Usability, content, search and analytics on the corporate intranet

12 signs of an untrained intranet publisher

16 June, 2012 – Luke Oatham

C lick her eHere are some common signs that your site content has been written by someone who has never been trained how to write for an online audience and is unaware of search engine optimisation or visitors using accessible technology.

1) The page title of you homepage is “Home

The word home, on its own, as a search result or in a browser tab title, doesn’t tell me anything about who you are or what you do, apart from the fact that you can’t be bothered to introduce yourself correctly.

2) The page title of your about us page is “About us

About who? I still don’t know who you are.

3) The first word on your page is Welcome

What’s the most important thing that I might want to do or need to know on this page? Put that first.

4) You write long introductory paragraphs of detail about what you do on your main section pages

I came to your section of content because I wanted to do something. I don’t want to hear about everything you do, how you do it, why you do it, how well you do it and how you’re trying to “serve my needs” every time that I visit your section. What’s the most important thing that I might want on this page? Put that first.

5) You use capital letters in your page headings

It’s hard to read lines of capital text on a screen. It really won’t get more clicks in search results. And it’s considered rude to shout online.

6) You use underlined text to emphasise what you want to say

Online, underline means a hyperlink. Don’t use it on HTML pages or in documents.

7) You use bold text for section headings

Use HTML heading tags H1, H2 etc. and document styles Heading 1, Heading 2 etc.

8) You’ve never accessed the File, Properties menu in Microsoft Word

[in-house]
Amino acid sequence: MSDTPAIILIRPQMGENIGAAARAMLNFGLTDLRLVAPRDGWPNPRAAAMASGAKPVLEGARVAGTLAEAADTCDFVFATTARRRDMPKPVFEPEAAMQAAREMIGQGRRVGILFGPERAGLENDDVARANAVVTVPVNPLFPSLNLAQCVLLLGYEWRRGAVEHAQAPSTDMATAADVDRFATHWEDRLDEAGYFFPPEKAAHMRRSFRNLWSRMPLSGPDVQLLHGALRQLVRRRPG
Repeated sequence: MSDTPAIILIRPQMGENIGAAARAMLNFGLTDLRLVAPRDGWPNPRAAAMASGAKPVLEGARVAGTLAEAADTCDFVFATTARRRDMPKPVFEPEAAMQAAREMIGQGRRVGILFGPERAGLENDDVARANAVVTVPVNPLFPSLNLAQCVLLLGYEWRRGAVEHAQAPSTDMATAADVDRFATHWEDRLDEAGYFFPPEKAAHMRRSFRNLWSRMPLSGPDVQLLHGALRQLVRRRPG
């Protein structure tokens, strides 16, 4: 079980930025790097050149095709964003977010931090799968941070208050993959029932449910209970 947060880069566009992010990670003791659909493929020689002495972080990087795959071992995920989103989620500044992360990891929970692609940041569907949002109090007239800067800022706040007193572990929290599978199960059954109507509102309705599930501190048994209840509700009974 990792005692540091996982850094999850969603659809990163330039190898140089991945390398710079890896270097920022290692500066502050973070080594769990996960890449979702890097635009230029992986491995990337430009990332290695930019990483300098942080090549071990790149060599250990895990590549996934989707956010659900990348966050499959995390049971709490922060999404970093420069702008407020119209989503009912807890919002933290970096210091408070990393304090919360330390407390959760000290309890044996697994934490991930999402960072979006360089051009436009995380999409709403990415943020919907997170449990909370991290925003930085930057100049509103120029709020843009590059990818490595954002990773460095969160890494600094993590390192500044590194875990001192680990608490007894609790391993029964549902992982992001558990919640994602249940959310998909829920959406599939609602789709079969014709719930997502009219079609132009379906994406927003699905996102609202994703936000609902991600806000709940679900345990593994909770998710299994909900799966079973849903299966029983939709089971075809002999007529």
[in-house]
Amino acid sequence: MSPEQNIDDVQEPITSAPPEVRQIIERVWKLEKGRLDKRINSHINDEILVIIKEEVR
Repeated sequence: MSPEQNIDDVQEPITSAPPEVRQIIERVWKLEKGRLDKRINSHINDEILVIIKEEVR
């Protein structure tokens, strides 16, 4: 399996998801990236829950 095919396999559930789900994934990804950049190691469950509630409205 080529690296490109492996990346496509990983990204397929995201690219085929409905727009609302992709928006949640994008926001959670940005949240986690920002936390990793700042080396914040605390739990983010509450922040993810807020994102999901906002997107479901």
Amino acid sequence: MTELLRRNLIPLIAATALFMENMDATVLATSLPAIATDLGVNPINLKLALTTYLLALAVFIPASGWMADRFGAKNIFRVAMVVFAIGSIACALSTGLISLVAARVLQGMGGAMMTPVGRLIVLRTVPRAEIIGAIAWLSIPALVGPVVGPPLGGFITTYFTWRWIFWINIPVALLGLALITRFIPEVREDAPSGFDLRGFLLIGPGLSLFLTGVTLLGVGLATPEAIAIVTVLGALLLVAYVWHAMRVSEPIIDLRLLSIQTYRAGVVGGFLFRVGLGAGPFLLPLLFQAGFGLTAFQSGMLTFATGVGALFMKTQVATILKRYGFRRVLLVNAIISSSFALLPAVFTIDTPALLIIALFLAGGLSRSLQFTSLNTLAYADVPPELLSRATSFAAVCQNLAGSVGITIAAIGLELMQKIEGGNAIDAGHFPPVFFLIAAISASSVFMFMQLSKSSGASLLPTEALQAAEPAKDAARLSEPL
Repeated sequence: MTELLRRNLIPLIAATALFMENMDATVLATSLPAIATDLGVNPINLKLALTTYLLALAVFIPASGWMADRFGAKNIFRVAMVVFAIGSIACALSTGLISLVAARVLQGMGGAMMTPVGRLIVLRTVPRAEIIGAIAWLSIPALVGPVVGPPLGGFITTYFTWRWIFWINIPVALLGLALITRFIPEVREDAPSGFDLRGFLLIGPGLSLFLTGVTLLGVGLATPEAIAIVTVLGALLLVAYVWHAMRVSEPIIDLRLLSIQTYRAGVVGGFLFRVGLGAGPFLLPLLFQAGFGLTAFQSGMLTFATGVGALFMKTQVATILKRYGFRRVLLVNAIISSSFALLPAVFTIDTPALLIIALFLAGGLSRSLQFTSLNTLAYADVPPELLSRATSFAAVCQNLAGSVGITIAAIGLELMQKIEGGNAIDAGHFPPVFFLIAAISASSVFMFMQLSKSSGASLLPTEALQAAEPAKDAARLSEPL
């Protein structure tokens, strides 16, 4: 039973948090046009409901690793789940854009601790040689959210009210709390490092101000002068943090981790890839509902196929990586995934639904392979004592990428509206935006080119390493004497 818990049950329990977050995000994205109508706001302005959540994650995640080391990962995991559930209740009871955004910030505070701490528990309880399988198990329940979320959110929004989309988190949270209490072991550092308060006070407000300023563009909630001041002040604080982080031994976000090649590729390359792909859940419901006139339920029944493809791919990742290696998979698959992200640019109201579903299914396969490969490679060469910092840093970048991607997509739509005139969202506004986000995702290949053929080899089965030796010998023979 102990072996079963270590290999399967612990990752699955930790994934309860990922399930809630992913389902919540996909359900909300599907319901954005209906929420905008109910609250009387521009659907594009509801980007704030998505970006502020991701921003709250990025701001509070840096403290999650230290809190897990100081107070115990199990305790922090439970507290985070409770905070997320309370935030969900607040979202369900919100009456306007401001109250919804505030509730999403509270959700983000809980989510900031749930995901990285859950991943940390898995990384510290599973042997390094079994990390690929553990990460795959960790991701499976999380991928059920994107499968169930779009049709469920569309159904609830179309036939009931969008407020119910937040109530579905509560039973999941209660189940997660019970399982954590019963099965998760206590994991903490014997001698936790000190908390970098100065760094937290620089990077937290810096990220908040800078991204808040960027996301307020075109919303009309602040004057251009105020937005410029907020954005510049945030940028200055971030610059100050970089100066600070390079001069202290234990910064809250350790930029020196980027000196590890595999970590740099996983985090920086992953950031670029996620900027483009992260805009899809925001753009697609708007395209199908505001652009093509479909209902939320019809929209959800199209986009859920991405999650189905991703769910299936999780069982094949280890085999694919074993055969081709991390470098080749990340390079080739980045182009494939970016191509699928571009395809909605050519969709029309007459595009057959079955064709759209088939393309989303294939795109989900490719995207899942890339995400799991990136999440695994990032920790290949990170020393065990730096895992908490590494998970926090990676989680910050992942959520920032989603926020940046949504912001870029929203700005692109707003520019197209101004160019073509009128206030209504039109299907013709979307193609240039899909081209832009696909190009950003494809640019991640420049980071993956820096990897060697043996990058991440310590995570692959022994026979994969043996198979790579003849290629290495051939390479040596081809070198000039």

This is where you enter your metadata. Page title, keywords, description. Takes about 20 seconds to do. Makes a helluva difference.

9) You mention a document in your page text and then write “To download it click here

Most people scan web pages when they read online. An underlined link that reads “Click here” makes me have to wade through the surrounding text because there is no indication where I will go if I click here. Link text must be descriptive.

10) To update an existing document, you add a new document

By leaving older versions of documents online you make your visitors waste time in trying to find the correct document and risk people using the wrong document. Use the existing filename/URL so that links don’t break and visitors can return from bookmarks and other sites.

11) You take a graphic, slap it into a page or document, then resize the graphic

Compress images to get a balance between the smallest file size and best image quality. This means using the most appropriate graphic format and working to precise pixel dimensions. Smaller files means faster downloads means happier visitors.

12) You use your own favourite typeface and colours so that your content will stand out

It will. Especially if it’s 24pt Comic Sans in Barbie Pink.

 

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